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Native Pathways to Education
Alaska Native Cultural Resources
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Yup'ik RavenMarshall Cultural Atlas

This collection of student work is from Frank Keim's classes. He has wanted to share these works for others to use as an example of Culturally-based curriculum and documentation. These documents have been OCR-scanned. These are available for educational use only.






During the summer of 1862, there lived a young girl named Sarah and her father, Richard, in a fish camp near a lake and a small river. The girl had lived with her father out in the wilderness ever since her mother died. She died in a car accident.

One day while she was growing up she and her father killed a Grizzly bear in the lake. The bear had two cubs that were always playing and wrestling. Sarah liked to watch the two cubs all afternoon until they would go back into the trees at sunset.

Slowly the bears got used to Sarah until finally after a year Sarah could touch the cubs. It was a miracle, she thought, for both human and mammal to be able to feel and touch each other, even though sometimes the bears got scared and ran as fast as they could back into the willows. Sarah laughed and was tickled when this happened. But eventually, they got to be close friends.

Sarah's father didn't know about the cubs and one day when Richard saw Sarah playing with one of the bears he hollered, "Get away Sarah!" The bear disappeared like magic, and Sarah couldn't believe her eyes. When she asked her father why the bear disappeared so quickly he said he didn't know. She told her father about being best friends with the bear,but the bear disappeared for days. Soon Sarah began to get very worried, but a week and a half later the bear popped out of the willows and found Sarah picking raspberries in the forest. When she saw the bear she hugged him hard and asked where he had gone. He wanted to play with her but she couldn't play right away because she had to pick a pail full of berries for their dessert. After she picked the berries though she played with the bear.

Sarah named the bear Nyomie, and she played with him every day because she really wanted to get to know him and find out what he was like. But one day her father decided to move to the city near their home. It was one hundred miles away from where they lived. Her father had found a job in the city as an architect.

After explaining to Nyomie why she was leaving, she noticed him begin to change form. He finally became transparent and disappeared. Later, she found out he was a bear spirit that had lived there for many years. He had become Sarah's friend, but now since she had to move to the city he vanished back into the wilderness. Sarah would remember Nyomie forever though.


Bear Fire

Creative Stories
from the

From Galena to Barrow

- Flora May Evan

The Three Amigos

- Henry S. Manumik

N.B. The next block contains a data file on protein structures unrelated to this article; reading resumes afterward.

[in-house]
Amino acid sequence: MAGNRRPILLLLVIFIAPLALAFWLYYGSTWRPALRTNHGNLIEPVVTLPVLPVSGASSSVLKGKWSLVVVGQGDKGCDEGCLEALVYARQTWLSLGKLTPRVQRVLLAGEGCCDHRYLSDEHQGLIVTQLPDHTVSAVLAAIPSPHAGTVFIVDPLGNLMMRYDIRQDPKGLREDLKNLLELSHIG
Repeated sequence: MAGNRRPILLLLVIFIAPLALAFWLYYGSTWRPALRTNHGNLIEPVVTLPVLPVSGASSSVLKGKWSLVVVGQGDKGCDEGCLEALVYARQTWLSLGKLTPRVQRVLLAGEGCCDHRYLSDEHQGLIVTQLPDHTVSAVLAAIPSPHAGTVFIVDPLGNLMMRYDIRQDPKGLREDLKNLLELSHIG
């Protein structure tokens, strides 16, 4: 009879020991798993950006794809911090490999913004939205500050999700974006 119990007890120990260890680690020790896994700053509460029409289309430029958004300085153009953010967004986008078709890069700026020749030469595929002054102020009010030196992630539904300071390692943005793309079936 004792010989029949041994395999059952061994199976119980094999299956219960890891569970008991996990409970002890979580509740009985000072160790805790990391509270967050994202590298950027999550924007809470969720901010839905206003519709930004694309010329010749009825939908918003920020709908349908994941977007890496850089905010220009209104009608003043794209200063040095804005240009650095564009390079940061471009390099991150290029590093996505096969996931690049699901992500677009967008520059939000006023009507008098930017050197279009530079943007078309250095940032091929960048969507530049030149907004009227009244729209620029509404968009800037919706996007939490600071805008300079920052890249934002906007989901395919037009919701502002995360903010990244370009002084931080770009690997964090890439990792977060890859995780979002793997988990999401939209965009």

The Great Legend of Shawn Johnson

- Tina Papp

Bear Struck

- Leslie Hunter Jr.

The Bear

- Palassa Sergie

The Magic Bear

- Marlene Papp

Austin and his friend the Bear Cub

- LaVerne Manumik


- Billy Waska

The Bear Who Never Learned His Lesson

- Carmen Pitka

The Bear

- Olga Moxie

The Bear

- Theresa George

Grizzly Bear

- Katherine Duny

The Bear Attack

- Fred Alstrom

An Adventurous Day

- Gerilyn Fitka

A lot of Bears

- Victor Shorty


- Ben Peteroff

The Human Who Ran With Bears

- Yvonne Evan

The Grizzly

- Chris Fitka

The Bear That Was Swimming Across

- Teresa George


- Garrett Evan

The Big Bear

- John Tikiun



Bear Fire
Stories and Poems
about Bears

by Marshall High School
Language Arts Classes
Spring, 1992


Produced by 
Information about Bears

Creative Stories from the Imagination

True Stories from Experience



Christmastime Tales
Stories real and imaginary about Christmas, Slavik, and the New Year
Winter, 1996
Christmastime Tales II
Stories about Christmas, Slavik, and the New Year
Winter, 1998
Christmastime Tales III
Stories about Christmas, Slavik, and the New Year
Winter, 2000
Summer Time Tails 1992 Summertime Tails II 1993 Summertime Tails III
Summertime Tails IV Fall, 1995 Summertime Tails V Fall, 1996 Summertime Tails VI Fall, 1997
Summertime Tails VII Fall, 1999 Signs of the Times November 1996 Creative Stories From Creative Imaginations
Mustang Mind Manglers - Stories of the Far Out, the Frightening and the Fantastic 1993 Yupik Gourmet - A Book of Recipes  
M&M Monthly    
Happy Moose Hunting! September Edition 1997 Happy Easter! March/April 1998 Merry Christmas December Edition 1997
Happy Valentine’s Day! February Edition 1998 Happy Easter! March/April Edition 2000 Happy Thanksgiving Nov. Edition, 1997
Happy Halloween October 1997 Edition Edible and Useful Plants of Scammon Bay Edible Plants of Hooper Bay 1981
The Flowers of Scammon Bay Alaska Poems of Hooper Bay Scammon Bay (Upward Bound Students)
Family Trees and the Buzzy Lord It takes a Village - A guide for parents May 1997 People in Our Community
Buildings and Personalities of Marshall Marshall Village PROFILE Qigeckalleq Pellullermeng ‘A Glimpse of the Past’
Raven’s Stories Spring 1995 Bird Stories from Scammon Bay The Sea Around Us
Ellamyua - The Great Weather - Stories about the Weather Spring 1996 Moose Fire - Stories and Poems about Moose November, 1998 Bears Bees and Bald Eagles Winter 1992-1993
Fish Fire and Water - Stories about fish, global warming and the future November, 1997 Wolf Fire - Stories and Poems about Wolves Bear Fire - Stories and Poems about Bears Spring, 1992



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Last modified August 21, 2006